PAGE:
In a new escalation of normalization, the United Arab Emirates received a sports delegation representing the Israeli occupation to participate in the 2019 Olympics for people with disabilities
According to the Israeli media, the delegation includes 25 athletes, who compete in many games such as basketball, judo, bowling, and swimming.
“A sports delegation left Israel today and going to the 2019 Abu Dhabi Olympics for people with disabilities,” said Simon Arann, an Israeli political analyst in his Twitter account. “The matches will be held in Dubai and Abu Dhabi. The opening ceremony will be held on Thursday with the participation of 7000 athletes (192 delegations) from all over the world.”
This is the second time in nearly a year where the UAE hosts an Israeli sports delegation as part of a series of normalization steps that are taking place at an accelerated and public pace. Last October, a number of athletes participated in an international tournament in the UAE, raising the Israeli flag, in the presence of Culture Minister Miri Regev.
Recently, social media sites and internet forums have witnessed an unprecedented celebration of the acceleration of public normalization between Israel and the UAE, at a time when Abu Dhabi Crown Prince Mohammed bin Zayed is preparing to build the largest Jewish synagogue in the country.
Israel announced the launch of what it called a “virtual embassy” in the Gulf region in what is considered a “great convergence” that has begun to grow recently with Arab countries.
“We are pleased to announce the re-launch of ‘Israel in the [Persian] Gulf’ page which aims to promote dialogue between Israel and the [Persian] Gulf nations.” The Israeli ministry for foreign affairs said in a post published on Twitter
“We hope this virtual embassy will contribute to deepening understanding between the peoples of the [Persian] Gulf and the people of Israel in various fields.”
The “Israel in the Gulf” page on Twitter was originally launched in July 2013 but has stopped since December 10, 2014, for an unknown reason.
With the letter, announcing the re-launch of the page, a photograph is attached of prominent places in Israel and the UAE, with the names of the two countries written in bold.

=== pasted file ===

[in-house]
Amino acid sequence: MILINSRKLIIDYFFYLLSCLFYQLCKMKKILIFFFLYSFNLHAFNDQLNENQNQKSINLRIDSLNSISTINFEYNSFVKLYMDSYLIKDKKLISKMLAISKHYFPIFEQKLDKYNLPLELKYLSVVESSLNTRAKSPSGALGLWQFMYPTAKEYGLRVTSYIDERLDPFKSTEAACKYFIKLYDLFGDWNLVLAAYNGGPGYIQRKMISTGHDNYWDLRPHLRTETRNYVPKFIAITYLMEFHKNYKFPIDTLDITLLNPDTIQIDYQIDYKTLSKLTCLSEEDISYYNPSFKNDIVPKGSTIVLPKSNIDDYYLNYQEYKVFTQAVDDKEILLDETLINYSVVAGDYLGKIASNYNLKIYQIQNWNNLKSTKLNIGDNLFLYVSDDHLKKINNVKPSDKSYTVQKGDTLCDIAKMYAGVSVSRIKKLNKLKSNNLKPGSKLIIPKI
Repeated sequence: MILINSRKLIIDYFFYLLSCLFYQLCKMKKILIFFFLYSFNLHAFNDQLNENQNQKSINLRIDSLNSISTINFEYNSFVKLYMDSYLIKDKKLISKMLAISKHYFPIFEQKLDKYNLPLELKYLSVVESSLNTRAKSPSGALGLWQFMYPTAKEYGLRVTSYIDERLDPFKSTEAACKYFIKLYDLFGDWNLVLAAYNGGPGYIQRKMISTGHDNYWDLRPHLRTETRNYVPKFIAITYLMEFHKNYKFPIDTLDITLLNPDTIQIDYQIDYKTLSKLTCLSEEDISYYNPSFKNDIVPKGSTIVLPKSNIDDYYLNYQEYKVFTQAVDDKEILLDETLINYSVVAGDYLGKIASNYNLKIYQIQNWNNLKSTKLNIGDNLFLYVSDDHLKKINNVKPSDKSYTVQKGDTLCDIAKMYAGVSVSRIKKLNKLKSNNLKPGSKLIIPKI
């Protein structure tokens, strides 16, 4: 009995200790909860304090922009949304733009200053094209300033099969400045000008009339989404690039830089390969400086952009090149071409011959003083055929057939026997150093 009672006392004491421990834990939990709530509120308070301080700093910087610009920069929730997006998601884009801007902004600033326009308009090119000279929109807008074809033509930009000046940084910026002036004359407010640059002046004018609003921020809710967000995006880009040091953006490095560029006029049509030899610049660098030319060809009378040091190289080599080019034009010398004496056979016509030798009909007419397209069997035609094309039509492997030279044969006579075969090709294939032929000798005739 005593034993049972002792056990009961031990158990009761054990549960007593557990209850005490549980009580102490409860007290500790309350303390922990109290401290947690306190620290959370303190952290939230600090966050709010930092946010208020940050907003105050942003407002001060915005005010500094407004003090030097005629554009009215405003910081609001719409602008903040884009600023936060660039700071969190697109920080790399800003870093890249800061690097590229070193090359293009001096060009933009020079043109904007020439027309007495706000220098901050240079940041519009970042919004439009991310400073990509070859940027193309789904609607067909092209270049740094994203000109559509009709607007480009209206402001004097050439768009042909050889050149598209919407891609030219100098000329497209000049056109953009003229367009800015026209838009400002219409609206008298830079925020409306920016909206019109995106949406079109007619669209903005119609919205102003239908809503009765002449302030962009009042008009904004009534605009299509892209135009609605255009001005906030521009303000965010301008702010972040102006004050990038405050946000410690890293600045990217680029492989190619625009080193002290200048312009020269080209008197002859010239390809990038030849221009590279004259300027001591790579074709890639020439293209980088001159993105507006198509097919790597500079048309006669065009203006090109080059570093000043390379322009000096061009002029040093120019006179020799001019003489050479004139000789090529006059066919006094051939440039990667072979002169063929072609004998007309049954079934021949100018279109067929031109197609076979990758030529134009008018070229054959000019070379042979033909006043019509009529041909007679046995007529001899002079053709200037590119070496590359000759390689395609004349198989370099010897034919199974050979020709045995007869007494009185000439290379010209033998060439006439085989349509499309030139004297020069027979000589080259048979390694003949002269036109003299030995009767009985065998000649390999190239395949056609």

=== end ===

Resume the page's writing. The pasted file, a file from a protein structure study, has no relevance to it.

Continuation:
It was also the first tweet on the account on Twitter after the reopening, at the time Abu Dhabi witnessed an unprecedented convergence with the Israeli occupation in the recent period.
The United Arab Emirates continues its attempts to appear as a sponsor of tolerance and co-existence, which has been absent from its policies with several Arab countries, while observers accuse the country of supporting the spread of religions, other than Islam, in the Arabian Peninsula.
In a new step to the so-called rapprochement between Abrahamic religions, Islam, Christianity and Judaism, the Crown Prince of Abu Dhabi, Mohammed bin Zayed Al Nahyan, inaugurated the Abrahamic Family House without a symbolic or official Jewish presence, which some interpreted as a prelude to the opening of the largest Jewish synagogue.
The opening is part of the joint visit of Sheikh Al-Azhar Ahmed Al-Tayeb and Pope Francis of the UAE, according to a tweet published at the expense of Bin Zayed on Twitter.
The new religious feature, the Ibrahimi Family House, symbolizes the so-called “peaceful co-existence and the reality of human fraternity that different races and nationalities of different faiths and religions have in the UAE society.”
The UAE held the tolerance conference, hosting the largest mass in the history of the Arabian Peninsula since the dawn of prophecy, attended by 135,000 people on February 4.
Observers say that the new feature explicitly refers to the Jewish religion as well as to Islam and Christianity, although his representatives, Israelis, were absent since the Prophet Ibrahim peace is upon him is the father of both Ismail and Isaac – peace be upon them – from which the three religions descend.
Observers wondered: Will this “historical feature” serve as a way for the Jews to return to the Arabian Peninsula through Mohammed bin Zayed to open a Jewish synagogue under the pretext of fraternity and tolerance.